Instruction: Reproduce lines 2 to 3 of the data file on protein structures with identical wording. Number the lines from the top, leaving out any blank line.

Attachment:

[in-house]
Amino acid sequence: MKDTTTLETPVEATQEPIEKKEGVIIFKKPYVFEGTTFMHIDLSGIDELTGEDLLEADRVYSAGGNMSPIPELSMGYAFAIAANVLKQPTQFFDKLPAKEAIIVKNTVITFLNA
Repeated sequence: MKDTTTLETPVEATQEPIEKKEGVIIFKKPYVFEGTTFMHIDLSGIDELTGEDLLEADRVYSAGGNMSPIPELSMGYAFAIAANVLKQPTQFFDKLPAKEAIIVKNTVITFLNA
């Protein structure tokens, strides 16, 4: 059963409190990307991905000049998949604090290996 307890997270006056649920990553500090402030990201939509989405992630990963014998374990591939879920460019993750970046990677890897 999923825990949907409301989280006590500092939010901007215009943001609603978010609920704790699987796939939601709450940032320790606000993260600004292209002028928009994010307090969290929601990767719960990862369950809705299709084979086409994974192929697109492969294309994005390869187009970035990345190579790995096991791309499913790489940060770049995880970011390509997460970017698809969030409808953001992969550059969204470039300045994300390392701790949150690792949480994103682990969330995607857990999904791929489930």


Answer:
Amino acid sequence: MKDTTTLETPVEATQEPIEKKEGVIIFKKPYVFEGTTFMHIDLSGIDELTGEDLLEADRVYSAGGNMSPIPELSMGYAFAIAANVLKQPTQFFDKLPAKEAIIVKNTVITFLNA
Repeated sequence: MKDTTTLETPVEATQEPIEKKEGVIIFKKPYVFEGTTFMHIDLSGIDELTGEDLLEADRVYSAGGNMSPIPELSMGYAFAIAANVLKQPTQFFDKLPAKEAIIVKNTVITFLNA